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07-03-2017, 07:22 AM   #1
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Lens Questions for Iceland Trip. New User

Hey all,

Just got myself a Pentax K-R with 18-55 DA kit lens, came with everything in the box with 5700 clicks registered. Due to a 10 day trip to Iceland where I'm hiring a car, I decided I needed a decent Camera (last time I went to Iceland I used a Nikon Bridge) now I have two months to learn how to use it!

I've had a pretty successful weekend shooting some shots after looking through the manual, the book "understanding exposure" and looking on YouTube.

I bought a Vivitar (komine) Auto Wide Angle 28mm f2.8 lens and spent the weekend shooting fully Manual but I've now returned it to the seller (long story).

Question now....

What lenses will I need with me in Iceland? Happy to shoot Manual as it fits my budget leading up to Iceland which is pretty expensive (apprentice atm). Will be doing Landscape, lowlight landscape, waterfalls and night sky photography if the weather is right, possibly Northern Lights... I'm not expecting miracles but if I can come back with workable photos I'll be happy. I took some photos this weekend from Above Tintern Abbey that I'd be happy to postcard after a little touching up in Silkypix 8...

For Iceland it would be nice to have a telephoto or long zoom for birds etc.

I've got:

18-55 DA Kit (My only Auto Focus, seems good for landscape at around 18-24?)
SMC Pentax M 50mm f1.7 (saw how its good for portrait and Stars and Bokeh)
Vivitar 28mm f2.8 Close focus Wide Angle (in the post, bought as I saw its good for Close up & bokeh and Landscape?)

I have my eye on:

Zooms:
SMC Pentax A 35-70mm (cheap on Ebay)
Vivitar 28-200mm (Kobori Built)
Clubman 80-200mm f4.5-f22 (decent reviews?)
Vivitar 135mm F2.8 Telephoto (seen good reviews... will this be good for puffings, distant objects, macro?)

Possible other option other than vivitar 28mm f2.8 CLOSE FOCUS:
Sigma Mini Wide 28mm f2.8 (Only if its better than the vivitar 28mm 2.8 CF?)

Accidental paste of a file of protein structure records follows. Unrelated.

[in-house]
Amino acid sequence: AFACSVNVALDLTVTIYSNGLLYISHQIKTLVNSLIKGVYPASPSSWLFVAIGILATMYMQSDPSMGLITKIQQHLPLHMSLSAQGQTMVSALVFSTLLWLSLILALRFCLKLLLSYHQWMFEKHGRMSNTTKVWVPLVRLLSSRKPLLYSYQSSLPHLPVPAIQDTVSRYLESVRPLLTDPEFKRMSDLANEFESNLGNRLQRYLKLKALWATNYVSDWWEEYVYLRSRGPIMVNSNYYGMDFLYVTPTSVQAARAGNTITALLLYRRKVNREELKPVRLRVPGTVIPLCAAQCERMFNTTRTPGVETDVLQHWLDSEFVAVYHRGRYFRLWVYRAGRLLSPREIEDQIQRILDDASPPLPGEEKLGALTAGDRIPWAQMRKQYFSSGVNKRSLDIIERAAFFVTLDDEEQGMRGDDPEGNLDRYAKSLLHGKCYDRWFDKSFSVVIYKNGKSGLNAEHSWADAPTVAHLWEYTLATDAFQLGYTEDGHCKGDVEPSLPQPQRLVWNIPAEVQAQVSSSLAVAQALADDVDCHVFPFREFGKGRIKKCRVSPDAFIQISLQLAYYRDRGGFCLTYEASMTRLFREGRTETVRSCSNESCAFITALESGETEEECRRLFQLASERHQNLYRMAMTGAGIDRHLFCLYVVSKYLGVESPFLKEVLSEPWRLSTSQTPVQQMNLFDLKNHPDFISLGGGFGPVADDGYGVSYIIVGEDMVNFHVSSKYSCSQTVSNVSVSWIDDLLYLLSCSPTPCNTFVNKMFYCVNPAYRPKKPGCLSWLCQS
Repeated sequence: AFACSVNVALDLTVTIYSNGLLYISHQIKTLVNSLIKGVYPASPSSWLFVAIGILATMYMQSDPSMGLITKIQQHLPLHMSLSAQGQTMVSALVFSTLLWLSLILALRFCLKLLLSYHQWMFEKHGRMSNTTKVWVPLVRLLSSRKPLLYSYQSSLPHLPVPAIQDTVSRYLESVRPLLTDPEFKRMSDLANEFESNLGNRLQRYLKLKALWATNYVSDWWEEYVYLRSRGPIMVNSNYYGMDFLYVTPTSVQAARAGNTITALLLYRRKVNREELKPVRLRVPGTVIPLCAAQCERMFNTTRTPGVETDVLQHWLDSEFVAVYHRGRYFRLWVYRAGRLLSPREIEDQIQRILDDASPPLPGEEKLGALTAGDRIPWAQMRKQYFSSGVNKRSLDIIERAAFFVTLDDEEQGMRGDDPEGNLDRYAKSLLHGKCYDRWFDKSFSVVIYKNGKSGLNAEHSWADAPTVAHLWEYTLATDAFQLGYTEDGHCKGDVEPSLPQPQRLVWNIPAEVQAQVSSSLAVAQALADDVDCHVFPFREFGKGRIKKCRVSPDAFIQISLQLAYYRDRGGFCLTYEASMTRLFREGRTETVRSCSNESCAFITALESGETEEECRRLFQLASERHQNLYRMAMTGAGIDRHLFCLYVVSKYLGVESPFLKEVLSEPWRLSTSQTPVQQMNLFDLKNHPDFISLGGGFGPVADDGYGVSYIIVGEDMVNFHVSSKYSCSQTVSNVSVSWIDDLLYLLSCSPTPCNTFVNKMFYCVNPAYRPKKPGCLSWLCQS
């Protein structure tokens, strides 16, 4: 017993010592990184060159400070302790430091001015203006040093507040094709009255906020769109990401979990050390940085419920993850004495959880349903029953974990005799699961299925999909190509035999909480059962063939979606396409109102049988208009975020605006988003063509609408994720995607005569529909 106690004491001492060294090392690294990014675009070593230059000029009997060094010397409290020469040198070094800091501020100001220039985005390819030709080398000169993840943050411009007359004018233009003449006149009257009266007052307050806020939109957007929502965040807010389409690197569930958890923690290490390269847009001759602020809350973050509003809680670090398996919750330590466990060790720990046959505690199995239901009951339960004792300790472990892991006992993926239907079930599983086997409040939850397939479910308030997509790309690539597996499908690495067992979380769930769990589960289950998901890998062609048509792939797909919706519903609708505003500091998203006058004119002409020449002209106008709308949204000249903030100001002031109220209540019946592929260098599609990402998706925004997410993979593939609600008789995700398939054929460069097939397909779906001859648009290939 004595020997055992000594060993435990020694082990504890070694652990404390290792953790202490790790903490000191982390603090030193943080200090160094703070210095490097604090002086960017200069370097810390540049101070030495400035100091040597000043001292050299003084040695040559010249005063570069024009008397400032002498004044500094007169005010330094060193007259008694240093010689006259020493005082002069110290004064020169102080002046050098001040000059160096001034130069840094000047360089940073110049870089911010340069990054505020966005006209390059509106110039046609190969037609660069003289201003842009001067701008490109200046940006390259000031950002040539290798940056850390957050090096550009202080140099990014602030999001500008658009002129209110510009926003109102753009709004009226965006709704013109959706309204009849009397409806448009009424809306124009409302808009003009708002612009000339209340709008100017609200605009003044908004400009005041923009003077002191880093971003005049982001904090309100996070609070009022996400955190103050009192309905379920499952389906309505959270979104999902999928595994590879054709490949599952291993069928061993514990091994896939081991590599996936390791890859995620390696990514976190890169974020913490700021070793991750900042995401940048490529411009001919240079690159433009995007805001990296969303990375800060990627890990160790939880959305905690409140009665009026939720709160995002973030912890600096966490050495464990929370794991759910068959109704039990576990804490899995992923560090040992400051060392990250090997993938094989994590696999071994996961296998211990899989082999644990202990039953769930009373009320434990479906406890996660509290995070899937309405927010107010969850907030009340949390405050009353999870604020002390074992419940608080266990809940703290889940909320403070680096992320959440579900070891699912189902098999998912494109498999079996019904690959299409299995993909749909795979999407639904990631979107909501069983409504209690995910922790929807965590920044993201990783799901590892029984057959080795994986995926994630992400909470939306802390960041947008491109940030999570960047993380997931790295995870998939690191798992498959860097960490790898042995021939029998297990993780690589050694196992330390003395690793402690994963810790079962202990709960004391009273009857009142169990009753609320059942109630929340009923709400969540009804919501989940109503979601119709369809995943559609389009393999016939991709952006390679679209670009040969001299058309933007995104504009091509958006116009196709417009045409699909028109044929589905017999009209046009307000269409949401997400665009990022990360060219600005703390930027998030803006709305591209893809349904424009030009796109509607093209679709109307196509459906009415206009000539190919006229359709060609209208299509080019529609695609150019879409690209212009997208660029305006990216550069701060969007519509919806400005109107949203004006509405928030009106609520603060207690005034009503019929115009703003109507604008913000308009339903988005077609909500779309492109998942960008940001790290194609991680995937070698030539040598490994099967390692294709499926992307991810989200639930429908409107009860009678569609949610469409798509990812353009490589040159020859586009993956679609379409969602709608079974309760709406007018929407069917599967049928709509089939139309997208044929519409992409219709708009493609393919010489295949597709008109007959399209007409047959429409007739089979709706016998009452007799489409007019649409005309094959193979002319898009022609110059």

SMC Pentax M 28mm f2.8 ver 1 (28 serial) (Only if its better than the vivitar 28mm 2.8 CF?)
Tokina RMC 28mm f2.8 (Only if its better than the vivitar 28mm 2.8 CF?)
Hoya 28mm f2.8 (Only if its better than the vivitar 28mm 2.8 CF?)
Soligor (cosina) 28mm f2.8 (Only if its better than the vivitar 28mm 2.8 CF?)

Now I obviously don't need all of those I have my eye on... but if I could have one, to add to what I have for Iceland, what would it be and are the 28mm lenses listed better than my vivitar close focus f2.8?

In regards to filters, I have bought some UV and Polarised filters and hoods...

What situations are best to use the filters?

Thanks!

---------- Post added 07-03-17 at 07:30 AM ----------

QuoteOriginally posted by Rayroper Quote
Hey all,



Now I obviously don't need all of those I have my eye on... but if I could have one, to add to what I have for Iceland, what would it be and are the 28mm lenses listed better than my vivitar close focus f2.8?
What I meant here is.. if I could have one zoom/telephoto from that list what would it be? And are any of the 28mm listed better than the vivitar Komine 28mm f2.8 Close focus?

Thanks!

---------- Post added 07-03-17 at 07:46 AM ----------

Also....

I'm going early september to mid September, so it wont get dark until 8pm and the weather can be mild. When I went two years ago mid to end we had alot of sun and some rain.

Will weather proofing be an issue? How can I overcome it? I have a decent Vivitar bag with rain cover... but what about shooting with spray & a little rain?

And can anyone recommend anything wider than my kit or the 28mm I have looked at?

I'm guessing I'll need ultra wide to get the best... but my budget probably won't allow, all the lenses I posted above can be had for peanuts on ebay... When I look at wide (below 18mm) they are all over 100.

Any recommendations?

Thanks!

07-03-2017, 07:50 AM   #2
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Not on your list, but for landscape and night sky the smc Pentax-DA 12-24mm F4 would be a good choice.